Things to Do in the Garden in September
If you’re planning on gardening in September, you’ll have to know a few things to make the most of this month. First, remember that the weather is erratic. In the south, the climate is still warm, so you can expect frost. In the north, the weather is much colder. If you’re planning to plant spring bulbs, start them in September. In the south, the weather is cold and you’ll have to prepare the yard for winter.
Your garden chores never end, no matter what time of year it is, but September is an ideal month to get a jump-start on those projects. For starters, you’ll want to pick up all the seeds from your perennial plants, since they’ll provide food and habitat for songbirds throughout the winter. You’ll also want to harvest the onion tops and dry them for ten days. Once they’ve dried, you’ll want to throw them in a compost pile to help keep them fresh and healthy. Mulch and manure are also great for improving the soil, which will protect the plants from harsh weather.
While you’ll be happy to see the summer behind you, remember that your garden will be shedding its leaves before the holidays. The season is dreamy, and your plants will be happy to rest and recover from the intense sunlight. While you’re weeding your garden, don’t forget to deadhead your flowers, as this will encourage your plants to keep producing blooms. Lastly, fertilize your perennials and annuals. If possible, mulch and manure will protect your plants and improve the soil.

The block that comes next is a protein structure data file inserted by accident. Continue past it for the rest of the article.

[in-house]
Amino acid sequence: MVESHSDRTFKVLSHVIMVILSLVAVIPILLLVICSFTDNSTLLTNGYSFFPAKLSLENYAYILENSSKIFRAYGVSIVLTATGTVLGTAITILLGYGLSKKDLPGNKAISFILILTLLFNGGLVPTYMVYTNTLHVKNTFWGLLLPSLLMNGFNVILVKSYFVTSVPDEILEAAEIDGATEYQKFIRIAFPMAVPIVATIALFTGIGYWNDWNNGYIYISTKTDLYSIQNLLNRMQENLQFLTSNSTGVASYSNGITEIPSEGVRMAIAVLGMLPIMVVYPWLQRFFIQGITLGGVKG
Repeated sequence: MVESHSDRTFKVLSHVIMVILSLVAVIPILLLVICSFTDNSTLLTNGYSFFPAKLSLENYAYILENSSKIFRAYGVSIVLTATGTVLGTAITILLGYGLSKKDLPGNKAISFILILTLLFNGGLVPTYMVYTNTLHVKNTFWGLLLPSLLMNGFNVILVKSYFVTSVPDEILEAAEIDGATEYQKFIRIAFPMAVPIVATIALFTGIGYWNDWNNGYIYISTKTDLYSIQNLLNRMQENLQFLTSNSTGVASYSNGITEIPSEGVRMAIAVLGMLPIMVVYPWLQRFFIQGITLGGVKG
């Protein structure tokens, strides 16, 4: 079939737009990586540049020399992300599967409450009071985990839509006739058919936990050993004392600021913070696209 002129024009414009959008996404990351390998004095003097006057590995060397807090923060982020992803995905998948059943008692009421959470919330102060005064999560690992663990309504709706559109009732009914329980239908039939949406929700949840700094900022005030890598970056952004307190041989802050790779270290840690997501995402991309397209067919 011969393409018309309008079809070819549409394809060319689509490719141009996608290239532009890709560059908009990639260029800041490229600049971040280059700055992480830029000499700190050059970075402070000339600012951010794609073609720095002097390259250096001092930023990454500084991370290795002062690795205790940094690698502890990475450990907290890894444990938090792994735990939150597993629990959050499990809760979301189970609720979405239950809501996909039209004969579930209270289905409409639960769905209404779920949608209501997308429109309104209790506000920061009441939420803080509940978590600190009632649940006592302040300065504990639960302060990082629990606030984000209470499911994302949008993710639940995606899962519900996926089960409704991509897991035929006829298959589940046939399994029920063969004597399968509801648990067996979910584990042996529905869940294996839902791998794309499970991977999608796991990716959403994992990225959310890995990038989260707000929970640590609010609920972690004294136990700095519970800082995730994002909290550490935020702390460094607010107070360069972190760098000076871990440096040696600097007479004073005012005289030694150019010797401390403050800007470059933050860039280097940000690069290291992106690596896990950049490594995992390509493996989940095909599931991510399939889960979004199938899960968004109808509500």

You may be sad to say goodbye to summer, but you’ll be happy to see the garden return. You’ll be able to plant your fall crops, which means that the garden can be finished. The weeds will die off, but your plants will still need plenty of water, so you’ll want to keep up on your watering schedule. In addition, you’ll want to prepare your vegetable garden for the winter months. This may include amending your soil, creating raised beds, or moving your plants.
If you’re planning to plant trees and shrubs, you’ll want to plant them in September, as most nurseries will be selling their remaining plants in the fall. Be sure to choose a healthy plant it at the appropriate height. Dig the hole to be at least three times its diameter, and make sure the root ball is planted about 3 feet above grade. In September, you’ll also be planting bulbs that will bloom in the spring.
It’s also a good time to plant new trees and shrubs, and you’ll be glad you did! If you’re a plant-lover, you should be able to plant a tree or shrub in September. This will ensure that your tree or shrub survives the winter. In addition, you should plant other plants such as roses, vegetables, and herbs. If you’re growing flowers, you can also plant them in September.
Did you miss our previous article…